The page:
Adventures with CoreOS - Part 2

In the previous article, I created three CoreOS VMs and got them to talk to each other using etcd. In this article, we’ll be going over cloud-config/config-drive and getting an etcd cluster that automatically starts and discovers new nodes using the freely available service.

Cloud Config

Using the documentation as a good base, I created a custom cloud-config for each of my CoreOS VMs. In the config, I specified the VM’s hostname, etcd connection information, and specified that the etcd service should be running. The config is saved as a file, user_data.

hostname: coreos1

        name: coreos1
        discovery: ""

        - name: etcd.service
        command: start

Creating/Mounting the ISO

Now that the user_data file was created, we need to get it into an ISO for mounting in VMware. The commands below were taken from the cloudinit config document.

# Create a temp directory with the proper folder structure
mkdir -p /tmp/new-drive/openstack/latest

# Copy the user_data file to the proper location
cp user_data /tmp/new-drive/openstack/latest/user_data

# Create the ISO
mkisofs -R -V config-2 -o configdrive.iso /tmp/new-drive

# Move the ISO to the ISOs NFS share
mv configdrive.iso /nfs/isos/coreos1-config.iso

# Remove the temporary folder structure
rm -rf /tmp/new-drive/

After the ISO was accessible by VMware, I mounted it on my coreos1 VM and rebooted. Rinse and repeat for the other two (coreos2, coreos3) and I have a working etcd cluster!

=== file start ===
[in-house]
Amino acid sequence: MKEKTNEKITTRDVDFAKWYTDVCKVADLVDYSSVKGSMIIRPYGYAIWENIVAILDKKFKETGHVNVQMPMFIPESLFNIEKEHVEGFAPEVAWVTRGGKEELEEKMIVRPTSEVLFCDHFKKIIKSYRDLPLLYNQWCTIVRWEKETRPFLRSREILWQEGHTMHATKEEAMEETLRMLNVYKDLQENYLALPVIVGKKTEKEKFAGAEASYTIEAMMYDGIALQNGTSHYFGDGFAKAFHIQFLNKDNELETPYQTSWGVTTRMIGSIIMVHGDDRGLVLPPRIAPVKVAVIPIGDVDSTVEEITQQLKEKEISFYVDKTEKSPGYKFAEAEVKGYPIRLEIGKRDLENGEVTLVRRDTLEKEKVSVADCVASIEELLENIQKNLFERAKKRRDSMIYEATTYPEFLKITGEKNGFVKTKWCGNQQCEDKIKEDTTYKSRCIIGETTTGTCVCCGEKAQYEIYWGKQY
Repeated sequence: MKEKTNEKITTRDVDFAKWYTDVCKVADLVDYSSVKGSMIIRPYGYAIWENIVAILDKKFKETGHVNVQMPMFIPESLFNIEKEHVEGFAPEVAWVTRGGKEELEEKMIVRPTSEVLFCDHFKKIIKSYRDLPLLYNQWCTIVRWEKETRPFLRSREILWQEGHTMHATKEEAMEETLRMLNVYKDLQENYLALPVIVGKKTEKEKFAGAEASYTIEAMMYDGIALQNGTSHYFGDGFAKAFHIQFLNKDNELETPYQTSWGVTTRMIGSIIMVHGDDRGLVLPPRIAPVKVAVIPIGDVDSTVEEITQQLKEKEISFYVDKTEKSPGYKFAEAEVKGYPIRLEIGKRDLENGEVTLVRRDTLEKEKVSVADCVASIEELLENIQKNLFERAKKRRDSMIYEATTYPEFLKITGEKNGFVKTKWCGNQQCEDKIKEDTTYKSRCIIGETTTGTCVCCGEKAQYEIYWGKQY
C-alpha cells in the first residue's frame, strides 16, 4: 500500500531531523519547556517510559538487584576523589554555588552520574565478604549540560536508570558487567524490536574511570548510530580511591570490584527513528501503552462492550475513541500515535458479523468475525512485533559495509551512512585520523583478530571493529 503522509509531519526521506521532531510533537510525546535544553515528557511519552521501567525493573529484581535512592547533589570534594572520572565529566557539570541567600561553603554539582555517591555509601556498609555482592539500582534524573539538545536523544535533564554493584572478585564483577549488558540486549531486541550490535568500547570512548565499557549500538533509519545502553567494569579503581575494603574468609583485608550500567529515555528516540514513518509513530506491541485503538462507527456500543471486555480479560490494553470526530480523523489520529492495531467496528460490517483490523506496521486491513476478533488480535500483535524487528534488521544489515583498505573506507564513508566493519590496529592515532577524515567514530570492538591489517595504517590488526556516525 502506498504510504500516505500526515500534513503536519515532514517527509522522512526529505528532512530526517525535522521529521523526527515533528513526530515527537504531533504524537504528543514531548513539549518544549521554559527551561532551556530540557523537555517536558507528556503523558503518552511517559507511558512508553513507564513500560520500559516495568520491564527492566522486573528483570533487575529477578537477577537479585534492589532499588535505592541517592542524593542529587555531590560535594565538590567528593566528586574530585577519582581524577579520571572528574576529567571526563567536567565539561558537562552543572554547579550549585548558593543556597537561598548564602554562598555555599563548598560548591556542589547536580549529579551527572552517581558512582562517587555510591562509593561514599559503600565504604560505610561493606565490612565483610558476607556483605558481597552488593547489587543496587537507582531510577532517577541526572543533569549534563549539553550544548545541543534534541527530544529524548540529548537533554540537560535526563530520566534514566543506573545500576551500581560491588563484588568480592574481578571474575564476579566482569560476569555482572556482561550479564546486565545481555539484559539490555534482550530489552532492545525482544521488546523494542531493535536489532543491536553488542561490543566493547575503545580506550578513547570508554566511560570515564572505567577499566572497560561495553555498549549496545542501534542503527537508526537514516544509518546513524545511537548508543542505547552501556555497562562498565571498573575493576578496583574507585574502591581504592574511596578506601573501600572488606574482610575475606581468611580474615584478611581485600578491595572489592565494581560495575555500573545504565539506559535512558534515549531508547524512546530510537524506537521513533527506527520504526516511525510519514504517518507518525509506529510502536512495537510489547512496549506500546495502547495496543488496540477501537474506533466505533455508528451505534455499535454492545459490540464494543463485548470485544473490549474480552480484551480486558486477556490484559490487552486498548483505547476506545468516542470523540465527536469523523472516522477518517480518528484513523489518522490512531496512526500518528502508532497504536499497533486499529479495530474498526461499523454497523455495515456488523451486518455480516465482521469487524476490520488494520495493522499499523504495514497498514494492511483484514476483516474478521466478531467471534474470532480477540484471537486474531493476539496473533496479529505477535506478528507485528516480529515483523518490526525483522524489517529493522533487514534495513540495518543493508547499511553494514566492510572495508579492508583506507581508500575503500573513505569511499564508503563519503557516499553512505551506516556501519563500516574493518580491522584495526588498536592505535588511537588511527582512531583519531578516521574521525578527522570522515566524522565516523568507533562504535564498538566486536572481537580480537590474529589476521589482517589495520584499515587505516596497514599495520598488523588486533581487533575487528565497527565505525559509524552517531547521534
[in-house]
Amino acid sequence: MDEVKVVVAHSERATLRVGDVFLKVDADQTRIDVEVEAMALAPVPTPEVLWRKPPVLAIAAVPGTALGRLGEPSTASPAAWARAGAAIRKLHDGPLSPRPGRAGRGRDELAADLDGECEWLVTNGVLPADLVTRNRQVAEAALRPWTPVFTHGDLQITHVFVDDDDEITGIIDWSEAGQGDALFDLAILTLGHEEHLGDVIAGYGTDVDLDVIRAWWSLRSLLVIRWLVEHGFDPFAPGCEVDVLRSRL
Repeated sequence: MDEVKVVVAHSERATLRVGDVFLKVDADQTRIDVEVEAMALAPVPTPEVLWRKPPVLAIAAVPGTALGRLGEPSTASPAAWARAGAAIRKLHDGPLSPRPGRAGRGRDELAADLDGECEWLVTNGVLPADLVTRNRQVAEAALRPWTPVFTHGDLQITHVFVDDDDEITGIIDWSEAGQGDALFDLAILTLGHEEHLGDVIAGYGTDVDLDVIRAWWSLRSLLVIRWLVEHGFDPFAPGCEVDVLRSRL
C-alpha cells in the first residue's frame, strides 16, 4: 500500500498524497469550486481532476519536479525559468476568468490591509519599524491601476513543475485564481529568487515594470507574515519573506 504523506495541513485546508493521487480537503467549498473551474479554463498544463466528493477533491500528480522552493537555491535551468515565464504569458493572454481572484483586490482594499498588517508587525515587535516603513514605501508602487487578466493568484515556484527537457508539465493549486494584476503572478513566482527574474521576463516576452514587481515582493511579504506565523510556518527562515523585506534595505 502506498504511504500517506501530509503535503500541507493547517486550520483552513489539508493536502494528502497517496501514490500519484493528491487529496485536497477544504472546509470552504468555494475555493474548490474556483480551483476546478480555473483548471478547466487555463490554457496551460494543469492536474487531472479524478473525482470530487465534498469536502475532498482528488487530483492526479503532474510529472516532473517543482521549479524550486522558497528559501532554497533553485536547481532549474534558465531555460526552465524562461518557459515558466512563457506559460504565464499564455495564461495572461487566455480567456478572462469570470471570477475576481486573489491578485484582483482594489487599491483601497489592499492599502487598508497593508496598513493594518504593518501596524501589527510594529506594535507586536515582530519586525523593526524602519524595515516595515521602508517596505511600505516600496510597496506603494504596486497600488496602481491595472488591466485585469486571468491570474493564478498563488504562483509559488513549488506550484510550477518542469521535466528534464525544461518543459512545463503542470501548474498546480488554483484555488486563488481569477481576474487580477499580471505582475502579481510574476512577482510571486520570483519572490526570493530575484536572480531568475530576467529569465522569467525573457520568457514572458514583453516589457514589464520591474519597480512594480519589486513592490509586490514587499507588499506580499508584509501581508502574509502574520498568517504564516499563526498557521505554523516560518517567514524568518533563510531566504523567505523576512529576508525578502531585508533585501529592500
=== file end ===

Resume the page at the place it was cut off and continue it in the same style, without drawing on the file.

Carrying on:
Originally, I put the hostname: directive under coreos: and I had trouble determining what was going on - the hostname wasn’t changed, and it didn’t appear that etcd was running.

I needed to see the logs from the last cloud-init run, and found the journalctl command: journalctl _EXE=/usr/bin/coreos-cloudinit.

Known Issues & Improvements

This initial cloud config worked pretty well. The only problem I had was when new discovery tokens were used, the etcd service needed to be restarted manually before the node would join the cluster. I’m guessing that’s because the first run of etcd registers the node with the discovery service (maybe?).

I wouldn’t mind trying to figure out a way of setting a static IP through the cloud-config. If I could programmatically create an ISO with the “next” CoreOS details - hostname: coreos[1|2|3], IP:[1|2|3], etc - it would be trivial to create a workflow that creates the ISO, clones an existing VM, and mounts the new ISO.

It also might be cool to figure out how to run my own discovery endpoint. I’m not sure if that requires its own etcd cluster - it would definitely need more research.